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issue 04/2021

  • Text
  • Toys
  • Toy
  • Carbon
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  • Biobased
  • Sustainable
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  • Packaging
  • Plastics
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  • Bioplastics
Highlights: Toys Thermoforming Basics: Bio-Polypropylene

Applications Sustainable

Applications Sustainable adhesive tapes A contribution to the reduction of the carbon footprint By: Ingo Neubert R&D, Backings and Film Development tesa SE Norderstedt, Germany Adhesive tape applications are all around us. Tape applications well known to the public include packaging tapes, office tapes as well as DIY tapes. However, approximately 75 % of the most important applications are specialized industrial applications. Today, such industrial adhesive tapes are widely used in consumer electronics, automotive, aeroplanes, trains, medical and hygiene sectors. Industries like wind and solar, constructions, white goods as well as paper and print use adhesive tapes in manufacturing and mounting processes. The adhesive tape market has a total volume of 7 billion m² (67 % packaging tapes, 10 % consumer and office tapes, 8 % masking tapes, 15 % specialty tapes) [1]. The current trend towards more sustainability also has a big impact on the adhesive tape market. Adhesive tapes can improve sustainability as enabler aids for production processes or product designs. An additional contribution to sustainability comes from the design of the adhesive tape itself, thanks to measures like downgauging, reusability, and incorporation of recycled or biobased raw materials. tesa (Norderstedt, Germany), one of the leading tape manufacturers worldwide, strives to reduce the carbon footprint of its products and its manufacturing processes for many years. For example, new technologies were developed for solvent-free processing with natural rubber and acrylic adhesive. In total, solvent consumption was reduced by 40 % between 2001 and 2019. Furthermore, more than 10 years ago tesa launched the sustainable ecoLogo ® product assortment for consumer applications: It includes, for example, the first office and packaging tape based on a 100 % post-industrial recycling backing film. For the redesign of existing products and the development of new products, new sustainable raw materials will be necessary for the adhesive tape product designs. However, currently, only a limited choice of sustainable raw materials and plastics are commercially available (see bioplastics MAGAZINE 03/2021) [2]. Most of them have only low relevance for adhesive tape applications because the properties are not matching the requirements. Therefore, intensified R&D efforts will be necessary to make do with the available raw materials and to meet the requirements of the many different applications. One big focus of the current development at tesa is on the largest part for adhesive tape applications – the packaging tape market. In April 2021, tesa launched a new sustainable packaging tape – tesapack ® Bio & Strong. The product is certified by DIN Certco and TÜV Austria with a biobased content of 98 % (as measured according to ASTM D6866 and EN 11640). This packaging tape is based on a special biaxially-oriented PLA film coated with solvent-free natural rubber adhesive. The special biaxially-oriented PLA film consists of PLLA resin that guarantees better heat stability in the production process. The replacement of the conventional fossil-based OPP or PVC backing by a BO-PLA film from renewable resources in tesapack Bio & Strong results in a reduction of CO 2 . emission of 15–20 % CO 2 eq. (compared to OPP) and 30–35 % CO 2 eq. (compared to PVC). This reduction is related to the backing material only. The carbon footprint calculation is based on a cradle-to-grave approach regarding IPCC AR5 GWP100 (incl. land-use change) and with respect of generic information of the film manufacturing process. 30 bioplastics MAGAZINE [04/21] Vol. 16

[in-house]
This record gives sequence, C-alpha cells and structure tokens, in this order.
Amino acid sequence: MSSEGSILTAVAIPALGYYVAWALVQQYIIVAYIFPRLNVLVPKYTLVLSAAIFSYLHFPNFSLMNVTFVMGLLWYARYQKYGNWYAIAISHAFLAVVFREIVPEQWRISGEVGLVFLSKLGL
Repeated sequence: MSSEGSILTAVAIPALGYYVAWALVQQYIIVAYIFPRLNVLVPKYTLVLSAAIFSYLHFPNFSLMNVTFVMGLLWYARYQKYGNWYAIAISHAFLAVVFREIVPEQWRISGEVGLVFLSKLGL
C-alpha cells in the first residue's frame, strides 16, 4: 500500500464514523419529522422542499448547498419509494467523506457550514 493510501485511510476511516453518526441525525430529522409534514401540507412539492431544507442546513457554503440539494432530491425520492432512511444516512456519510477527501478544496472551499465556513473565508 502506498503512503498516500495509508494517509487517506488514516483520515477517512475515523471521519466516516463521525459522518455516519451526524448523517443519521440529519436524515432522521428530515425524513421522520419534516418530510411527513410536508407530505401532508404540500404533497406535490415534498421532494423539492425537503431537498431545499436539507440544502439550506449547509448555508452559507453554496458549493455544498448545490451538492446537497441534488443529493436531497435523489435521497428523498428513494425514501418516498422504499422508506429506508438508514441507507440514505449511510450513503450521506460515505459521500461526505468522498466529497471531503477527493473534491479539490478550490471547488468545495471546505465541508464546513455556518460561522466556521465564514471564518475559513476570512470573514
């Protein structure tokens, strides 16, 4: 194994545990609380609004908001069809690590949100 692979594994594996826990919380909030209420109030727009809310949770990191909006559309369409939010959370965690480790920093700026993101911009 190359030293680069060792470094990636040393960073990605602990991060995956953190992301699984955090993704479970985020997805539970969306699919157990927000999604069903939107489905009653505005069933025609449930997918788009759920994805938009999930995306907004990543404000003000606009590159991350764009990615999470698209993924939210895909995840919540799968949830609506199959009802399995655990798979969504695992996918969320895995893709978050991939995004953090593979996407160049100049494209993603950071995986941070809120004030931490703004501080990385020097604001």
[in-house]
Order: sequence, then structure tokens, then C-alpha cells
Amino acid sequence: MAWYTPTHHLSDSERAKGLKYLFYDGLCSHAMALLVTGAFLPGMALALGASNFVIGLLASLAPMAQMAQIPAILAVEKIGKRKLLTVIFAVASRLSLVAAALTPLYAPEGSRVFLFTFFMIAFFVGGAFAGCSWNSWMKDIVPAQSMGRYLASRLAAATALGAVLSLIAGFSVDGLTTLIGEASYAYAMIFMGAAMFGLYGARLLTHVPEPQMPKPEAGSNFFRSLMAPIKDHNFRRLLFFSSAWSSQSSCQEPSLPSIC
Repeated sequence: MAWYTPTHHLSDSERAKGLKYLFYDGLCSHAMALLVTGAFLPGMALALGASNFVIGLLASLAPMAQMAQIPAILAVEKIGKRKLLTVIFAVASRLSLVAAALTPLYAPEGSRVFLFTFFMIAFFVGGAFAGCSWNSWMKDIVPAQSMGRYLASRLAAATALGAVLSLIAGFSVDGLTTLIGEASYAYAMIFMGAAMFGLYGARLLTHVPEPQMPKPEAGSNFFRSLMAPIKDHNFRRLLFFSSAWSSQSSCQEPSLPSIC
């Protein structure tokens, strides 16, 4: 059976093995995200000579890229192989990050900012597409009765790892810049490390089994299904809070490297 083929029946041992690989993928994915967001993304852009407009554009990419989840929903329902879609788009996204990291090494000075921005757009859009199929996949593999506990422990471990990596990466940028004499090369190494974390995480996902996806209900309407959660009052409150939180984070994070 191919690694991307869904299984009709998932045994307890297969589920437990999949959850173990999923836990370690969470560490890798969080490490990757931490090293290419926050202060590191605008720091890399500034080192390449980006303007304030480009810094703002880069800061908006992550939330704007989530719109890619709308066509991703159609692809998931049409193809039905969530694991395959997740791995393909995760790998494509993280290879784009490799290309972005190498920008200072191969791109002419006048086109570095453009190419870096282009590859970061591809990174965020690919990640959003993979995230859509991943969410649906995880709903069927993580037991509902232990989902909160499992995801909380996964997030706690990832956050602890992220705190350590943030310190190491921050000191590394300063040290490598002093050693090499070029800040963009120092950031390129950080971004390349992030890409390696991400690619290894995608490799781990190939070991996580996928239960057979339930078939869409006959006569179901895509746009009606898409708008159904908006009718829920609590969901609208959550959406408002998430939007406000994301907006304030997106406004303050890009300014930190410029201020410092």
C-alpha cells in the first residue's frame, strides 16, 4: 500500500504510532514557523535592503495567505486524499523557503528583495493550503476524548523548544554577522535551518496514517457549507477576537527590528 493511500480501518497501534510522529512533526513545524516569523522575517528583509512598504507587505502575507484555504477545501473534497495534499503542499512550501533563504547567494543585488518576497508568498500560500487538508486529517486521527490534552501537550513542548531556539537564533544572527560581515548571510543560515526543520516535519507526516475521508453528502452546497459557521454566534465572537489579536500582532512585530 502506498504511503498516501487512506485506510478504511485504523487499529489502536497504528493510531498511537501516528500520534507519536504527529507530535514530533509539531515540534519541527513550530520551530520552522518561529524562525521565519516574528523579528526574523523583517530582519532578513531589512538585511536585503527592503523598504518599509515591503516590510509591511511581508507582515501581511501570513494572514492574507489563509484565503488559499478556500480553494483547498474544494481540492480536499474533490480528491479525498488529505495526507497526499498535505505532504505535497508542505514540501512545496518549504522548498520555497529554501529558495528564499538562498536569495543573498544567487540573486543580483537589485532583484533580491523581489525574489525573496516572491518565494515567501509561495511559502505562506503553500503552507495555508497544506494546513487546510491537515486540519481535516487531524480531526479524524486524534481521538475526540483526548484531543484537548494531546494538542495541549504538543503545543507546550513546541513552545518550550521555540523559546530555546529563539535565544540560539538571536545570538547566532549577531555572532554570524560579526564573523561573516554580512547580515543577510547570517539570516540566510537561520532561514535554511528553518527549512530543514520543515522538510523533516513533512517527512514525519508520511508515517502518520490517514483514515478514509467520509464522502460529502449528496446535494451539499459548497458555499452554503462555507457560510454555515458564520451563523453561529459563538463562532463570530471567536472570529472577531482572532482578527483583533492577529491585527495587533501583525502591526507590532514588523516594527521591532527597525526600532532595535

Other interesting developments for sustainable adhesive tapes at tesa are taking place with a focus on tape backings and release liners – both may make a significant contribution to the reduction of carbon emission. Besides the mentioned biobased plastics, recycled plastics could be an interesting option too. The plastics get a second life instead of being incinerated and replace the use of virgin material, thus saving resources and CO 2 emissions. PP and PET are very common materials used in tape design, in form of films, cloth, or nonwoven. For both materials, circular recycling processes for post-consumer waste are established. PP on the one hand is currently available as PCR PP material mainly for moulding applications but unfortunately not in grades suitable for film applications. Therefore, it is currently only possible to produce an adhesive tape based on e.g., PIR* but not PCR* OPP film (* see separate box). Due to the worldwide established recycling of PET bottles a mature circular economy around PET waste is being created. Mechanical as well as chemical PCR PET grades based on waste streams are available in reliable quantities to produce biaxially-oriented PET films. PET films with up to 100 % chemical PCR content are commercially available from some PET film manufacturers. With cross-functional development efforts, such films with 70 % up to 100 % PCR content could be successfully incorporated into new sustainable adhesive tapes, performing equivalently to analogue fossil-based products in terms of processability, adhesive anchorage, tensile strengths, elongation, resistance, and targeted applications. The PCR PET can be widely used as backing and liner for different kinds of adhesive tapes e.g.: • (a) double-sided mounting tapes based on 10–40 µm PCR PET film • (b) single-side carton sealing tapes with 20–50 µm PCR PET film • (c) single-side strapping tapes with e.g., 36 µm PCR PET backing (the use of PCR films is highly significant for such single-use products) • (d) thick PCR PET films (70–200 µm) for hole covering in automobile applications (in this case, the sustainability factor is high due to the high thickness of the PET film) • (e) paint or pre-bond masking tapes based on 25–80 µm PCR PET films • (f) release liners with a release coating to protect the adhesive before final usage (normally, the customer throws the release liner away when using the adhesive tape, such processing aids could be ideally made from recycled plastic) • (g) PCR PET woven and non-woven adhesive tape backings for repairing or wire harnessing applications Currently, there are many developments for sustainable raw materials with potential relevance for adhesive tape applications. One central topic is the mass-balance approach for drop-in standard polymers like polyethylene and polypropylene based on bio-naphtha. Bio-naphtha is produced from organic waste like tall oil or vegetable oil. The newest development uses this concept in combination with chemical recycling of mixed plastic waste via a pyrolysis process. The mass-balance approach offers the opportunity to produce polymeric films like OPP films e.g., as adhesive tape backing with reduced carbon footprint. Furthermore, some new sustainable materials are in the scaling-up pipeline. Prime candidates to produce polymeric films and probably tape backings could be biobased polyhydroxyalkanoate (PHA) polymers and polyethylene 2,5-furandicarboxylate (PEF) polymers. PEF is a new polyester based on biobased ethylene glycol and biobased 2,5-furandicarboxylic acid (FDCA) as a sustainable replacement to PET. There are many interesting developments happening in the plastic market that strive to increase the sustainability factor and reduce the carbon footprint. That will have an impact on industries like the adhesive tape industry. In the next couple of years, there will be many new adhesive tapes based on biobased, recycled, or biodegradable materials with a lower carbon footprint on the market. The transition processes have started already. [1] AWA Alexander Watson Associates, Global Pressure-Sensitive Adhesive Study 2021 Recycled plastics are differentiated between post-industrial (PIR) and post-consumer (PCR) recycled material. PIR plastics are much cleaner and better usable because of their single source. However, the availability of PIR plastics is limited. On the other hand, it is an abundant source of post-consumer plastic waste(PCR). Unfortunately, the post-consumer plastic waste is a wild and contaminated mix, exudes a strong smell, consist in multiple plastic grades and is often laminated with materials like cardboard or aluminium foil that disturb the recycling process. Recycling this type of multi-component post-consumer plastic waste is quite difficult. The most common use for post-consumer plastic waste is incineration, downcycling to low-quality products, and landfill. But many technological developments took place to increase the recycling process to obtain qualitative high-value PCR plastics with the opportunity to use them in high-quality products. Some PCR plastic fractions like LDPE, HDPE, PP and PET are available in good quality today. But all those mechanical recycled plastics have lower performance compared to virgin plastics due to their multiple processing and lifetime. As an alternative to the mechanical recycling processes, there are established chemical recycling processes for some polymers like PET. The chemical recycling process splits the polymer into monomers and builds up new polymers. Cleaning processes of the monomers are possible. The big advantage of the chemical recycling process is that the new polymer is indistinctive from the original virgin polymer except for a much lower carbon footprint. Applications bioplastics MAGAZINE [04/21] Vol. 16 31